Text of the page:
18th September 2012
However the subject of inflation has been in the news before the numbers are released. The coalition government seems to be using the media to float a plan that state benefits may be frozen for a couple of years rather than be uprated with inflation. Then the benefits would rise in future by average earnings rather than inflation. The reason for the freezing of benefits is obvious as it would save money that would otherwise be spent on uprating them. But the reason for using average earnings going forwards is as I shall explain in a moment rather bizarre but in recent years it would have saved some money.
This is not the first time for this government
Back in 2010 the Chancellor of the Exchequer George Osborne announced that state benefits, tax credits and public service pensions would be uprated with the Consumer Prices Index (CPI) rather than the Retail Prices Index (RPI) (which has been used to uprate universal benefits) or Rossi Index (which has been used to uprate means-tested benefits) and that such changes would start from from April 2011. The Institute for Fiscal Studies calculated that this could save a fairly substantial amount of money as the lower CPI replaced the usually higher RPI and that this would be just under £6 billion in 2014/15 and would continue to increase over time.
Interestingly the government decided to exempt the basic state pension from such a future cutback which when you consider that its argument then was that CPI was a better inflation measure and gave a better "inflation experience" was to put in politely odd to say the least! Anyway if CPI was a better inflation measure only two years ago why are there rumours of it being replaced now?
Average earnings anyone?
If average earnings is introduced as an uprating method then it is presumably because in the last couple of years or so they have risen at less than the rate of inflation. However this has not been the case in the past and it would be fair to say that the "normal" relationship was exactly the reverse. Let me illustrate this from a report by the Joseph Rowntree Foundation from 2008 i.e pre credit crunch data:
"The study assumed 2% per year annual real growth in earnings in line with recent experience."
In the credit crunch era it would have been more accurate to put a minus sign in front of that! However the Joseph Rowntree Foundation was projecting forwards from past data and accordingly used the quotation below as an example:
"For example, if the amount of Jobseeker's Allowance (or its equivalent) received by a single unemployed person had kept pace with average earnings since 1971 it would be double the value it is now."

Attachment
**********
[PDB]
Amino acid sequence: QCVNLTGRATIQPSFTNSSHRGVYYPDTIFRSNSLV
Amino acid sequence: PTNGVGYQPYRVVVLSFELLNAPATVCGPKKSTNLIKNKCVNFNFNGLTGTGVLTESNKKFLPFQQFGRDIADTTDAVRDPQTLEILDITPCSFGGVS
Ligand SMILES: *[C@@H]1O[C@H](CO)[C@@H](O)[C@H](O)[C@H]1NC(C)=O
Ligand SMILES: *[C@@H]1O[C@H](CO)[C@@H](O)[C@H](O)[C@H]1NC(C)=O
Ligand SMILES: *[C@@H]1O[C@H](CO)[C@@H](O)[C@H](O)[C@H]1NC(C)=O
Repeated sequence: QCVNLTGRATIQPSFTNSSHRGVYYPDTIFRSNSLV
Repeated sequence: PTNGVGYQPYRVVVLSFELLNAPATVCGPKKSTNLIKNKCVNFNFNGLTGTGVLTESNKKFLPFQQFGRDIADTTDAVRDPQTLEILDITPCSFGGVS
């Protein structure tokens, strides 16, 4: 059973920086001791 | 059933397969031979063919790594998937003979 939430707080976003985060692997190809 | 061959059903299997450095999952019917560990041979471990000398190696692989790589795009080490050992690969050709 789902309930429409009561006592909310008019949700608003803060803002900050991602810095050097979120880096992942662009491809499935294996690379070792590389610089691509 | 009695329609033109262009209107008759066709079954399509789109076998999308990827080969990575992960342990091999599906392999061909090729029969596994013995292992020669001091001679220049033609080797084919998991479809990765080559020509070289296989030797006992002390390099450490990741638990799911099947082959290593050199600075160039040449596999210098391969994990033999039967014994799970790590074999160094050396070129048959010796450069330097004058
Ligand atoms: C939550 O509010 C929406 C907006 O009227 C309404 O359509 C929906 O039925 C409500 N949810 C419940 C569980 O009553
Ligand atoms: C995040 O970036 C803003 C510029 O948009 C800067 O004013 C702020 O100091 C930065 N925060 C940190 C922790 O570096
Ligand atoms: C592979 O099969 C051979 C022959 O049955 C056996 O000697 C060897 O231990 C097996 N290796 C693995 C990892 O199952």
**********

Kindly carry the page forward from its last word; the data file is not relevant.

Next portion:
So this whole concept opens quite a can of worms. This is illustrated by the report from the JRF which because of the change in the relationship between consumer inflation and earnings has so far proved to be the inverse of reality. However for the government to make such a proposal gives rise to plenty of questions. The largest is what will they do if and hopefully when we see growth in average earnings rise back above the inflation rate? Another change? The next issue is that having so recently told us what a good guide to inflation the CPI measure is then perhaps they will let us know what has changed here.
UK Inflation Numbers
"The Consumer Prices Index (CPI) annual inflation stands at 2.5 per cent in August 2012, down from 2.6 per cent in July
The Retail Prices Index (RPI) annual inflation stands at 2.9 per cent in August 2012, down from 3.2 per cent in July"
Let's get the troubling bit over
"The CPI rose by 0.5 per cent between July and August this year compared with a rise of 0.6 per cent a year ago."
The reason why this is troubling is simply the mathematics of it. Multiplying 0.5 by twelve would have us considering an inflation rate of 6% using simple interest. For those who are forever telling us that substantial falls in inflation are just around the corner- so far an example of a possible job for life- these are bad figures as if we look at last year's rise this was the period when inflation was accelerating towards its peak of 5.2% in September 2011. So this month should have shown a more substantial fall.
Someone has been left high and dry
From Adam Posen's interview with the Guardian on the 27th of March 2011:
"The Bank of England's leading dove has predicted that inflation will tumble to 1.5% by the middle of next year"
And for the surprisingly large number who seem to regard him as some sort of guru let me present his own words:
"They should have somebody who gets it right and not me. I am accountable for my performance"
To be fair to Adam he did deliver on his promise to leave the Monetary Policy Committee.
Why did the RPI fall by more than CPI?
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